Jessica Carette

Jessica Carette, a native of Nova Scotia, Canada, moved to Montréal to study chemistry at McGill University in 2003. After graduation, she took on the role of R&D and support specialist at Kemira. From 2012-2106 she gained in-depth knowledge about tissue manufacturing at FPInnovations where she worked on chemically modified cellulose and published several articles and presentations on softness. Most recently she joined the Cascades Tissue Group innovation team where her technical insight will help Cascades realise their ambitious product development goals. At home, she enjoys biking and travelling with her husband, Daniel and dog, Dexter.

Q: Where do you see the future of this industry in the next 20 years?

A: The environmental landscape of the pulp and paper industry is evolving at an increasing pace as the threat of emerging technologies. If we don’t want to give way to alternative technologies like Kodak did in the face of digital photography, we need to embrace the changes and innovate. Companies need to look at alternative revenue streams, focus on sustainability and add value to existing products. Can we combine the tactile experience of a book with the convenience of an e-reader? Can our hygiene tissue make us healthier or our packaging tell us something about its location and contents? The pulp and paper industry is here to stay but I suspect that it’ll look a whole lot different in the next 20 years. 

Q: If you could change anything about this industry, what would it be and why?

A: Compared to the tech industry or health sciences, primary industry such as pulp and paper is still very much behind in gender equality. I would like to see all companies make a commitment to recruiting and training female engineers, supervisors, managers, and executives. I hope that the next generation of workers have the chance to grow up believing that boys and girls are equally suited to become teachers, nurses, scientists, or engineers.   

Q: Words to live by…

A: Pierre Lavoie, a champion triathlete and philanthropist says “l’inconfort nous rend plus fort” which means that being uncomfortable makes us stronger. It’s a philosophy I use both professionally and personally when I am on my bike. You need to get out of your comfort zone to become great. 

Q: What is a defining moment in your life? (does not have to be career related)

A: After my first year of university, I sent my CV to all the professors in the chemistry department looking for a summer job. Dr. Theo van de Ven was the only one who replied and so began my serendipitous career in the pulp and paper industry.  My first day on the job, I was thrust into a trial on a paper machine and I was awe struck by the complexity and power of this enormous machine that was also delicate enough to handle such a fragile material. I gained two things that day, a love and appreciation for pulp and paper and the love of my life. I meet my husband working on that trial and we’ve been inseparable ever since.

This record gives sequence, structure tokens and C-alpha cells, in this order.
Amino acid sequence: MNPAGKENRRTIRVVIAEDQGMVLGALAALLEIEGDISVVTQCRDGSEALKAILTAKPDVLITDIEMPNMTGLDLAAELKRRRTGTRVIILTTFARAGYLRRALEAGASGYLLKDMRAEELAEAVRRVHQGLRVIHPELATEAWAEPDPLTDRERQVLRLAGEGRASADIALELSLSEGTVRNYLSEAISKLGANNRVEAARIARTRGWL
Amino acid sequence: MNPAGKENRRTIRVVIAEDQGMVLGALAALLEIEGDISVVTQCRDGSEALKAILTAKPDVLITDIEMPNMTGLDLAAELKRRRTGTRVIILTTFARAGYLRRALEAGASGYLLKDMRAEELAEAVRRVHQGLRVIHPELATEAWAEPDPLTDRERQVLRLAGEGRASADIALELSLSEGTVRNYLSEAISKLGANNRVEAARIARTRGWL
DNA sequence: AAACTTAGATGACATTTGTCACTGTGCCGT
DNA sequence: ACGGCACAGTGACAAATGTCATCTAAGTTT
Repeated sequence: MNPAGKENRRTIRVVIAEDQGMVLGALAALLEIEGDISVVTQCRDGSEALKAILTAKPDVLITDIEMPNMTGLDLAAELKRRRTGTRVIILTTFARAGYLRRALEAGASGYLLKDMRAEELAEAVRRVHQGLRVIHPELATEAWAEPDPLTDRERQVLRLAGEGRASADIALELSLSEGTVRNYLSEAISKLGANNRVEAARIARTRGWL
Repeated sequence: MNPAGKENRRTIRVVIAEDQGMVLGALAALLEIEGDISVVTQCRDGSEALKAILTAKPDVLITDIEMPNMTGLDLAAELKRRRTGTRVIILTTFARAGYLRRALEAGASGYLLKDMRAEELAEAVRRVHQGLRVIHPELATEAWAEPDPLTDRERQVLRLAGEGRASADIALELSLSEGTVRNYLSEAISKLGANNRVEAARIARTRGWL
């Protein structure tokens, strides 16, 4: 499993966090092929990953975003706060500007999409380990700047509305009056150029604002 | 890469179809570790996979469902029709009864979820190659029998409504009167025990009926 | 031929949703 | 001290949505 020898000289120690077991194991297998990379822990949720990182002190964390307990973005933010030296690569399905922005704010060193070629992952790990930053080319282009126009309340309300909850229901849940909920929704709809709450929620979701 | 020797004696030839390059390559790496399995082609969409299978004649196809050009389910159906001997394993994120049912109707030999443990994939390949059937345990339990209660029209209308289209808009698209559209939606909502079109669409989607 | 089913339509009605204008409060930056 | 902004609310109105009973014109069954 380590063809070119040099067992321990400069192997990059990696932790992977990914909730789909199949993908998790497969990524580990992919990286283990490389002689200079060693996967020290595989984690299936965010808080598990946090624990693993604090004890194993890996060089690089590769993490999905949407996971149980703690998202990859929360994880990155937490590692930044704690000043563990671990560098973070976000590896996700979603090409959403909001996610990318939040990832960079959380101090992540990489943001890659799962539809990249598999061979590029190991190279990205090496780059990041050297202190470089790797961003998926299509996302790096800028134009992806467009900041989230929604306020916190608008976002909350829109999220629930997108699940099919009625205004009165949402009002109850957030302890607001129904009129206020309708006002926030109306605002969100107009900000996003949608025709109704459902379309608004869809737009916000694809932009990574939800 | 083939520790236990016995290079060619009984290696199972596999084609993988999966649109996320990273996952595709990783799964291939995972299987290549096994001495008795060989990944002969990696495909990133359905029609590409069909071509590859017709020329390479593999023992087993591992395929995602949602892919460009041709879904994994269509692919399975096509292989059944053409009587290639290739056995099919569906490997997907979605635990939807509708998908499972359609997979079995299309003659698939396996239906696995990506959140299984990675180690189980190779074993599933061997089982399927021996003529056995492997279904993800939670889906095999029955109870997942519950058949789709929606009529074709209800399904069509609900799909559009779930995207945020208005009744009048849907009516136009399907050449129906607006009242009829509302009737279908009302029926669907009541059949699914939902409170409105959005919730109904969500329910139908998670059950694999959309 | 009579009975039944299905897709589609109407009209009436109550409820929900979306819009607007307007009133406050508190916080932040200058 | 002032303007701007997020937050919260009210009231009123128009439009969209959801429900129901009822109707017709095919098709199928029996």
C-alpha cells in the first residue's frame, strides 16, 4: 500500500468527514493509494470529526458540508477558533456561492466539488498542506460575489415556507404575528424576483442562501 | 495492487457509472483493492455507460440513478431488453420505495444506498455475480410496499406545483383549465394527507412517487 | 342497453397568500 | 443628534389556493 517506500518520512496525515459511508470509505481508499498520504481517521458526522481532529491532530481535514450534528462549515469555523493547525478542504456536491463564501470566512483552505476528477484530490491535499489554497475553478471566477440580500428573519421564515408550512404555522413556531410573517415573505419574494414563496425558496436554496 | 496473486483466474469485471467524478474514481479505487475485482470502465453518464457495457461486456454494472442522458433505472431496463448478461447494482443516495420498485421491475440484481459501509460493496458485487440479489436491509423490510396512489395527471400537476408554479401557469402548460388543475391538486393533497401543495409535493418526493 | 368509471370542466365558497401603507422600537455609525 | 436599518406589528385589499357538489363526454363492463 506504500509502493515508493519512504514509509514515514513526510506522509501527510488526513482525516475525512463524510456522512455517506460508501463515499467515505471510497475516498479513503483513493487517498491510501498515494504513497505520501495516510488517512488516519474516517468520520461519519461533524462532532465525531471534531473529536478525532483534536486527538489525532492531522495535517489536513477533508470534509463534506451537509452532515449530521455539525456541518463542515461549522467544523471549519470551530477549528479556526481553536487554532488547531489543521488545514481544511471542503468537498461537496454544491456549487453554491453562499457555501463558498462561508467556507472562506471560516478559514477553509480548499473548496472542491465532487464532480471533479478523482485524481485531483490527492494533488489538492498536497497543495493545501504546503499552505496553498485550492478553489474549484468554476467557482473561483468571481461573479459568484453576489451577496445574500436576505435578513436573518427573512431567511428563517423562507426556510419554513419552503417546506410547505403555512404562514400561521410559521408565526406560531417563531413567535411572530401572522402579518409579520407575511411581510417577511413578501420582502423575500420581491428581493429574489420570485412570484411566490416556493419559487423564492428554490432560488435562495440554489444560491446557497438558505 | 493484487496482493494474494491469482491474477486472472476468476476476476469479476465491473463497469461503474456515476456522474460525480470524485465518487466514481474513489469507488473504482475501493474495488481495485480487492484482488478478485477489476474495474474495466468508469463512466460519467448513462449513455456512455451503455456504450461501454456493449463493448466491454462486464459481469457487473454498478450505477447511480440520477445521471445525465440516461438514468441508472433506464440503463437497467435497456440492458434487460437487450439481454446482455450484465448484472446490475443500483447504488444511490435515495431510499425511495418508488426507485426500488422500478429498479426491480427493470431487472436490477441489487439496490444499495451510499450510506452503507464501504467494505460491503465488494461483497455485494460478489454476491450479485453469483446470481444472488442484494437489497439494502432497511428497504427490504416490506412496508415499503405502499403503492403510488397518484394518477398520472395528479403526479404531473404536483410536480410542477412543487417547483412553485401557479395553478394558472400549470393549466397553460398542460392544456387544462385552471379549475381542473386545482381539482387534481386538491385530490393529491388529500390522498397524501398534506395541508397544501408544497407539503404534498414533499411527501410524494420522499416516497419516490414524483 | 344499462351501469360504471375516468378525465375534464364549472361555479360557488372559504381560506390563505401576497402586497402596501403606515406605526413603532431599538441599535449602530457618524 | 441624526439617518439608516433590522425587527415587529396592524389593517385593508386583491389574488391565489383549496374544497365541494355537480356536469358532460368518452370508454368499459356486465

Q: If you weren’t in your current job and field, what would you be doing instead?

A: After high school, I contemplated pursuing art instead of science. If I wasn’t doing what I do now, maybe I would have satisfied my creative and analytic sides by becoming an architect. 

Q: What technology innovation do you think will advance this industry and why?

A: Smart technology and interconnectivity will come to pulp and paper, too. I’m excited to see how the products that dot our everyday life can bring us more value and convenience by giving us information about our surroundings. Packaging that tells you when food is safe to consume or a toilet paper roll that reorders itself when its empty will become the norm as we expect more from our household objects. 

Q: If you could have dinner with anyone, dead or alive, who would it be and why?

A: My late uncle inspired me to pursue a career in Chemistry. He was a chemist at Dalhousie University when he took me to work with him for a day to experience a day in the life of a scientist. The thought of discovering the unseeable intrigued me and I started my studies at McGill University shortly after. Unfortunately, he died before I finished my degree, so I’d love the chance to have a chat with him again and tell him what an inspiration he has been to me.  

Q: How would you like to get (more) involved with TAPPI?

A: Standards work may seem tedious to some, but I am invigorated by the discussion that the smallest of detail can generate. I take pride in seeing our standards used in practical settings and look forward to making contributions to their development.